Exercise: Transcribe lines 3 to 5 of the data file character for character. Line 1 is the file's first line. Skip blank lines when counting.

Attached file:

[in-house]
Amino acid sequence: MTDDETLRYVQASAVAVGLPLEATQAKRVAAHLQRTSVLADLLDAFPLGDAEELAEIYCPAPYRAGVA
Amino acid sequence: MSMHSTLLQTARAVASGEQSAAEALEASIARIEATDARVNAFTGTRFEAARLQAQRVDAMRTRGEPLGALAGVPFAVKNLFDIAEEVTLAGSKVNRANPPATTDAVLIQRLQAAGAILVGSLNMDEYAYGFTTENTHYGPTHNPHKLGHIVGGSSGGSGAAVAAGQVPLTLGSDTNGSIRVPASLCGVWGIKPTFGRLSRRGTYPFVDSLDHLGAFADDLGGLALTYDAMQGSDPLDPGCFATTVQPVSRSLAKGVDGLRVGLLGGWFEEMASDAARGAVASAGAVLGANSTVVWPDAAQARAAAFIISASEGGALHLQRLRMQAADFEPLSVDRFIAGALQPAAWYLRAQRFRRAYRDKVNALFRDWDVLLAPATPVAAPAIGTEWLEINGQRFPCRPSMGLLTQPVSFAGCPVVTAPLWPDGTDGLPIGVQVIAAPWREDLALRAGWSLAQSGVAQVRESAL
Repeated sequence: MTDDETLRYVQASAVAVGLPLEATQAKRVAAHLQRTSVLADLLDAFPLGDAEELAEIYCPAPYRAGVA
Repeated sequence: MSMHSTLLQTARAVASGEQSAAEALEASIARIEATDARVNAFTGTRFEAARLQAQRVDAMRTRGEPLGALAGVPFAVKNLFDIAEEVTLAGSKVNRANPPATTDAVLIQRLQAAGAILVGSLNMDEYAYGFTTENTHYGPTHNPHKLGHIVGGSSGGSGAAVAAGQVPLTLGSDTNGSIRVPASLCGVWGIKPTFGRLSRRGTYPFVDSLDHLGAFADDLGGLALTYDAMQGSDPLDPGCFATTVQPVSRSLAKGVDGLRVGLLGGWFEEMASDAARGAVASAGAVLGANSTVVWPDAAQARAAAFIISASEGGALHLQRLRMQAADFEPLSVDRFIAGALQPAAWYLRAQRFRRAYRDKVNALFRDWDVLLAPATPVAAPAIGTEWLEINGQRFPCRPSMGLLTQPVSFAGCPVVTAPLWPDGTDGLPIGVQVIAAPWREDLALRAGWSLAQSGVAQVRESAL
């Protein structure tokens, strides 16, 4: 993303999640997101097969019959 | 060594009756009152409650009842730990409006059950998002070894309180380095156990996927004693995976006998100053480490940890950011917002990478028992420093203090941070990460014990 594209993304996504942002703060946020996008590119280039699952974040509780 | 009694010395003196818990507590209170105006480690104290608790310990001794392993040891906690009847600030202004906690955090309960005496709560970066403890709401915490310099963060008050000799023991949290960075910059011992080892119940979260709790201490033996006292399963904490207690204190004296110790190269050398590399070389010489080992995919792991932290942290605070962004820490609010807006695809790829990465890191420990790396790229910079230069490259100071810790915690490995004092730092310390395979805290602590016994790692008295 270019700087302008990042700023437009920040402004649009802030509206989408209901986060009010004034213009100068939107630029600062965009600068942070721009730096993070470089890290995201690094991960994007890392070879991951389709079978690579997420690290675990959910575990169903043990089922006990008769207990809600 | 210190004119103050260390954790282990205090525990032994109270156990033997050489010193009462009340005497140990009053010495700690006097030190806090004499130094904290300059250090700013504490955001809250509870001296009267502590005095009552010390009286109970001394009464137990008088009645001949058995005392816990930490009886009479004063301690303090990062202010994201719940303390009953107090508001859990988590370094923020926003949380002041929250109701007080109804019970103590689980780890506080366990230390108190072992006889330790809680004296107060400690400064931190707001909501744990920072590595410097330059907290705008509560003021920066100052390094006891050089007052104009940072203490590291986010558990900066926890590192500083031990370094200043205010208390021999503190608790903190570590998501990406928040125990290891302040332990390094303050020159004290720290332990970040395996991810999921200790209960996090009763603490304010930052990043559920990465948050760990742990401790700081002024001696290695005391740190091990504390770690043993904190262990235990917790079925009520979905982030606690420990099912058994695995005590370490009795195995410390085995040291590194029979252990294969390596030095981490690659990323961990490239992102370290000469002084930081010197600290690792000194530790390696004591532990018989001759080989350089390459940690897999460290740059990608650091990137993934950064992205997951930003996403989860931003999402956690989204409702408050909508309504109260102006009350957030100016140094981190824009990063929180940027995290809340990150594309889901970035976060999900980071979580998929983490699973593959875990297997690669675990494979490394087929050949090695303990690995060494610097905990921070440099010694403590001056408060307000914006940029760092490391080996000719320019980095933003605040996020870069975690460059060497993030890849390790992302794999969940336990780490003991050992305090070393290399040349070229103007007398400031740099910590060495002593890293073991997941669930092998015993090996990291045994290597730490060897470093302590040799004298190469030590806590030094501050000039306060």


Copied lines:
Amino acid sequence: MSMHSTLLQTARAVASGEQSAAEALEASIARIEATDARVNAFTGTRFEAARLQAQRVDAMRTRGEPLGALAGVPFAVKNLFDIAEEVTLAGSKVNRANPPATTDAVLIQRLQAAGAILVGSLNMDEYAYGFTTENTHYGPTHNPHKLGHIVGGSSGGSGAAVAAGQVPLTLGSDTNGSIRVPASLCGVWGIKPTFGRLSRRGTYPFVDSLDHLGAFADDLGGLALTYDAMQGSDPLDPGCFATTVQPVSRSLAKGVDGLRVGLLGGWFEEMASDAARGAVASAGAVLGANSTVVWPDAAQARAAAFIISASEGGALHLQRLRMQAADFEPLSVDRFIAGALQPAAWYLRAQRFRRAYRDKVNALFRDWDVLLAPATPVAAPAIGTEWLEINGQRFPCRPSMGLLTQPVSFAGCPVVTAPLWPDGTDGLPIGVQVIAAPWREDLALRAGWSLAQSGVAQVRESAL
Repeated sequence: MTDDETLRYVQASAVAVGLPLEATQAKRVAAHLQRTSVLADLLDAFPLGDAEELAEIYCPAPYRAGVA
Repeated sequence: MSMHSTLLQTARAVASGEQSAAEALEASIARIEATDARVNAFTGTRFEAARLQAQRVDAMRTRGEPLGALAGVPFAVKNLFDIAEEVTLAGSKVNRANPPATTDAVLIQRLQAAGAILVGSLNMDEYAYGFTTENTHYGPTHNPHKLGHIVGGSSGGSGAAVAAGQVPLTLGSDTNGSIRVPASLCGVWGIKPTFGRLSRRGTYPFVDSLDHLGAFADDLGGLALTYDAMQGSDPLDPGCFATTVQPVSRSLAKGVDGLRVGLLGGWFEEMASDAARGAVASAGAVLGANSTVVWPDAAQARAAAFIISASEGGALHLQRLRMQAADFEPLSVDRFIAGALQPAAWYLRAQRFRRAYRDKVNALFRDWDVLLAPATPVAAPAIGTEWLEINGQRFPCRPSMGLLTQPVSFAGCPVVTAPLWPDGTDGLPIGVQVIAAPWREDLALRAGWSLAQSGVAQVRESAL